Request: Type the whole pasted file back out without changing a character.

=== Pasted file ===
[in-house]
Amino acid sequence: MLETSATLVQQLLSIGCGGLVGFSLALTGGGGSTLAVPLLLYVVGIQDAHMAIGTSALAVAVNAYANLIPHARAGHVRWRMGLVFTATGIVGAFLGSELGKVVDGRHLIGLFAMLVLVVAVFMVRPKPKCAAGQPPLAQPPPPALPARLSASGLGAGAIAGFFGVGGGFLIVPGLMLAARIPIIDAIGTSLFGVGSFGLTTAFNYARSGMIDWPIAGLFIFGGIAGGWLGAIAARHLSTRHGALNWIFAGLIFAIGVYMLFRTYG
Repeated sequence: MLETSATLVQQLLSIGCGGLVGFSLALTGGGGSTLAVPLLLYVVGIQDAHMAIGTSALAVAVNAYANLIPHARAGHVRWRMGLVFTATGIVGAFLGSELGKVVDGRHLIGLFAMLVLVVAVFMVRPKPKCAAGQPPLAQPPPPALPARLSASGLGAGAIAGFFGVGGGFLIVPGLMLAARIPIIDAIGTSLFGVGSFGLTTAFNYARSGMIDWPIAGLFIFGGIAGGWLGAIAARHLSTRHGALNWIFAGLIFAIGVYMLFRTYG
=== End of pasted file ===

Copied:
[in-house]
Amino acid sequence: MLETSATLVQQLLSIGCGGLVGFSLALTGGGGSTLAVPLLLYVVGIQDAHMAIGTSALAVAVNAYANLIPHARAGHVRWRMGLVFTATGIVGAFLGSELGKVVDGRHLIGLFAMLVLVVAVFMVRPKPKCAAGQPPLAQPPPPALPARLSASGLGAGAIAGFFGVGGGFLIVPGLMLAARIPIIDAIGTSLFGVGSFGLTTAFNYARSGMIDWPIAGLFIFGGIAGGWLGAIAARHLSTRHGALNWIFAGLIFAIGVYMLFRTYG
Repeated sequence: MLETSATLVQQLLSIGCGGLVGFSLALTGGGGSTLAVPLLLYVVGIQDAHMAIGTSALAVAVNAYANLIPHARAGHVRWRMGLVFTATGIVGAFLGSELGKVVDGRHLIGLFAMLVLVVAVFMVRPKPKCAAGQPPLAQPPPPALPARLSASGLGAGAIAGFFGVGGGFLIVPGLMLAARIPIIDAIGTSLFGVGSFGLTTAFNYARSGMIDWPIAGLFIFGGIAGGWLGAIAARHLSTRHGALNWIFAGLIFAIGVYMLFRTYG